A 20-Year War Winds To An End
By Carol J. Loomis

(FORTUNE Magazine) – Before this year ends, maybe before we even know about Bush vs. Kerry, the great 20-Year War over the expensing of stock options will no doubt be decided. Yes, it was way back in the mid-'80s that the Financial Accounting Standards Board (FASB) concluded, first, that options were a compensation expense that should be recognized on corporate income statements and, second, that it would begin to study how to measure the expense. Without waiting for an answer to that thorny question, corporate America reacted in loud and sustained horror to the whole idea of expensing.

And that's where things still stood in 1993 when the board, after much noodling and faintheartedness and general delay, moved formally toward a new standard by putting forth an "exposure draft" for comment. So much for that effort: FASB's plan, as everybody knows, was scuttled by unremitting opposition from business and Congress and by SEC Chairman Arthur Levitt's failure (which he later called his "worst mistake" while in office) to back the board when the chips were down.

But as this March ended, FASB, now under the chairmanship of Robert Herz, came back with still another exposure draft intended to lead, after a 90-day comment period, to a new standard that would require the expensing of options to begin in 2005. So the battle is once again joined.

Some troops are dug into their same old positions. Tech companies, not wanting to see their earnings destroyed by option expensing, are leading the opposition to FASB's plan. Intel's Andy Grove and Craig Barrett and Cisco's John Chambers have been hard-working generals in their industry's campaign on Capitol Hill. But there are nontech companies that despise the idea of expensing too. Last year Wells Fargo was required by a shareholder resolution to ask its shareholders whether they wanted to see the company expense options. The voters said yes, 695 million shares to 487 million. Think of that; 695 million shares is nearly $40 billion of value today, lined up on the side of expensing! So how did CEO Richard Kovacevich respond to this call from his shareholders? He said, No, we're not going to expense.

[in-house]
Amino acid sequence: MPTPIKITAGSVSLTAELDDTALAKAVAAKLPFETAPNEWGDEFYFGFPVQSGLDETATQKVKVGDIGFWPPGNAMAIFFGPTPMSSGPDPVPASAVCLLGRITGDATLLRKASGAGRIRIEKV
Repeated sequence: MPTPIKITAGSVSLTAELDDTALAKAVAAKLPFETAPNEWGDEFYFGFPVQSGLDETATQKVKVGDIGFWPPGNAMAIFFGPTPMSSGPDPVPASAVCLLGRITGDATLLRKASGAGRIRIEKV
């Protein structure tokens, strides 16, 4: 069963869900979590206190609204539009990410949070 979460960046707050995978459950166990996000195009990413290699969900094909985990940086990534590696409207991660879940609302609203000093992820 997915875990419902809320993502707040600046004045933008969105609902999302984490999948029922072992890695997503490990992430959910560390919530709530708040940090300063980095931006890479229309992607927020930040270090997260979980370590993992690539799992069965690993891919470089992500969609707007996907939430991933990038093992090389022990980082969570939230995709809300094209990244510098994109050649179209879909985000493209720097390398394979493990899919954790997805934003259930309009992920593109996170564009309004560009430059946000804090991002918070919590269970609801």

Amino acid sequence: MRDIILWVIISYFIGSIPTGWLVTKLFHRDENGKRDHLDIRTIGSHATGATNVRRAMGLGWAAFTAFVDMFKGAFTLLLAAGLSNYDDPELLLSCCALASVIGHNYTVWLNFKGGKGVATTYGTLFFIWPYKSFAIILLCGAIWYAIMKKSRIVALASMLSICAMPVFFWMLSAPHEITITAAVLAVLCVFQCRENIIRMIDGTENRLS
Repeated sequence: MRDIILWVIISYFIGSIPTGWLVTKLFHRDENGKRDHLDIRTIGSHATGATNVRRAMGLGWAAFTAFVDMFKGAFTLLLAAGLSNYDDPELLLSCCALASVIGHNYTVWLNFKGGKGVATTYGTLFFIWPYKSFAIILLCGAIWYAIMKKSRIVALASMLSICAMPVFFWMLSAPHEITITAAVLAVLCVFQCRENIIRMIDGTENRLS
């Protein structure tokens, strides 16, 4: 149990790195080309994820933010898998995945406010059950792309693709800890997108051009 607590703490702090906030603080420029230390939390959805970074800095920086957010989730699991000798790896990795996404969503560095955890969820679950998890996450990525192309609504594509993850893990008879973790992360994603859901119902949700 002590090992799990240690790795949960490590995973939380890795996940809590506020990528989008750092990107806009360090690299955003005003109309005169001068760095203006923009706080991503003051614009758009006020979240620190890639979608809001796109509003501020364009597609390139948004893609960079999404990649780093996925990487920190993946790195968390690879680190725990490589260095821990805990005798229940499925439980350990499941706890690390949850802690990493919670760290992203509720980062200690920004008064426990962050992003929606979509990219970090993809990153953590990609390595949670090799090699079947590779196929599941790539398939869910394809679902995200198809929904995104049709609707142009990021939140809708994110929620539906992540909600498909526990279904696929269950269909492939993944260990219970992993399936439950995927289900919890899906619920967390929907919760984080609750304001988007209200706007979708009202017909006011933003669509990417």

Elsewhere in the corporate world the troops backing FASB have grown dramatically. Once there were just two major companies, Boeing and Winn-Dixie, that expensed options. But suddenly in 2002, with Coca-Cola providing the first fizz to this movement, all sorts of major companies--even options-loving Citigroup--announced that they would begin to expense. By now, around 500 companies, many of them large, have joined that camp.

In another remarkable shuffle, all of the big accounting firms--the Big Four now, in contrast to the Big Six of 1993--have switched from opposing expensing to backing it. Why? Probably because they did not have the courage to stand up to their clients in 1993 but are now in the interesting position of having clients on both sides of the issue. So they've come around, it would appear, to voting on the side that they always knew was right.

Naturally, Congress also has opinions. On the House side, a significant number of Representatives (many no doubt influenced by campaign contributions) think that FASB should be stopped in its in tracks. But on the Senate side, Richard Shelby (R-Alabama), chairman of the Banking Committee, which has jurisdiction over the matter, seems determined to keep Congress out of it. The setting of accounting standards, he says, "should be left to the professionals."

As for SEC Chairman William Donaldson, he said last year he was "waiting restlessly" for FASB to finish its work on option accounting. On this issue, he added, "we've crossed the Rubicon." Those are strong words, not likely to lead to a backing down. And if Donaldson holds, and Senator Shelby does, you can say hello to options expensing.

--Carol J. Loomis